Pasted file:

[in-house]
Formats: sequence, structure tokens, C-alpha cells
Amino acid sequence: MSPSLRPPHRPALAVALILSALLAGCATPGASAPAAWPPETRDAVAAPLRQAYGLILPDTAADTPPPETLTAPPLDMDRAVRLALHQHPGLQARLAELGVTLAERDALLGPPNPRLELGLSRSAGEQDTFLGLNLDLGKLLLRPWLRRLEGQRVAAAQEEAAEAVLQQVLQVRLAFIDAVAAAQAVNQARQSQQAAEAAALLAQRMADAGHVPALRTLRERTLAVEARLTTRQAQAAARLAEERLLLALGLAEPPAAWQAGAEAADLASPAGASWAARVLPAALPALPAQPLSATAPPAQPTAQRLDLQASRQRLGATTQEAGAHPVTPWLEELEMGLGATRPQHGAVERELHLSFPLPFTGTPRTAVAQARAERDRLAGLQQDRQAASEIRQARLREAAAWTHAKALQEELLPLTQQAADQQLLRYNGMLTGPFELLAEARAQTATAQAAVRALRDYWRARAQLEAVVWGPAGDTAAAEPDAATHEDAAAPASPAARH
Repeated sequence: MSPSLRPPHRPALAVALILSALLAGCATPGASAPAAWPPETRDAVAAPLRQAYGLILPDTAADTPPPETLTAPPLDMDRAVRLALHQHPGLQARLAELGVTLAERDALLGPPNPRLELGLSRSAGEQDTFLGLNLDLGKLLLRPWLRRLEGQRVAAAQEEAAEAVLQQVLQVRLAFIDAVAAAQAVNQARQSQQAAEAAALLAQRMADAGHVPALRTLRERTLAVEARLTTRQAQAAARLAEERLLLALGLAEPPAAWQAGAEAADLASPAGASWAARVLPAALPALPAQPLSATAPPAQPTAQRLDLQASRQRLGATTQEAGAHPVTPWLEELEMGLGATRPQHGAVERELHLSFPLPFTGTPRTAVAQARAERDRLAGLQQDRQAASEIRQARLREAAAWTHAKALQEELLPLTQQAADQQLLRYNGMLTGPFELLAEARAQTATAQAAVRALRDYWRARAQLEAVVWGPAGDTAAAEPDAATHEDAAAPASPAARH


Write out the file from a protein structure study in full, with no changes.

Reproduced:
[in-house]
Formats: sequence, structure tokens, C-alpha cells
Amino acid sequence: MSPSLRPPHRPALAVALILSALLAGCATPGASAPAAWPPETRDAVAAPLRQAYGLILPDTAADTPPPETLTAPPLDMDRAVRLALHQHPGLQARLAELGVTLAERDALLGPPNPRLELGLSRSAGEQDTFLGLNLDLGKLLLRPWLRRLEGQRVAAAQEEAAEAVLQQVLQVRLAFIDAVAAAQAVNQARQSQQAAEAAALLAQRMADAGHVPALRTLRERTLAVEARLTTRQAQAAARLAEERLLLALGLAEPPAAWQAGAEAADLASPAGASWAARVLPAALPALPAQPLSATAPPAQPTAQRLDLQASRQRLGATTQEAGAHPVTPWLEELEMGLGATRPQHGAVERELHLSFPLPFTGTPRTAVAQARAERDRLAGLQQDRQAASEIRQARLREAAAWTHAKALQEELLPLTQQAADQQLLRYNGMLTGPFELLAEARAQTATAQAAVRALRDYWRARAQLEAVVWGPAGDTAAAEPDAATHEDAAAPASPAARH
Repeated sequence: MSPSLRPPHRPALAVALILSALLAGCATPGASAPAAWPPETRDAVAAPLRQAYGLILPDTAADTPPPETLTAPPLDMDRAVRLALHQHPGLQARLAELGVTLAERDALLGPPNPRLELGLSRSAGEQDTFLGLNLDLGKLLLRPWLRRLEGQRVAAAQEEAAEAVLQQVLQVRLAFIDAVAAAQAVNQARQSQQAAEAAALLAQRMADAGHVPALRTLRERTLAVEARLTTRQAQAAARLAEERLLLALGLAEPPAAWQAGAEAADLASPAGASWAARVLPAALPALPAQPLSATAPPAQPTAQRLDLQASRQRLGATTQEAGAHPVTPWLEELEMGLGATRPQHGAVERELHLSFPLPFTGTPRTAVAQARAERDRLAGLQQDRQAASEIRQARLREAAAWTHAKALQEELLPLTQQAADQQLLRYNGMLTGPFELLAEARAQTATAQAAVRALRDYWRARAQLEAVVWGPAGDTAAAEPDAATHEDAAAPASPAARH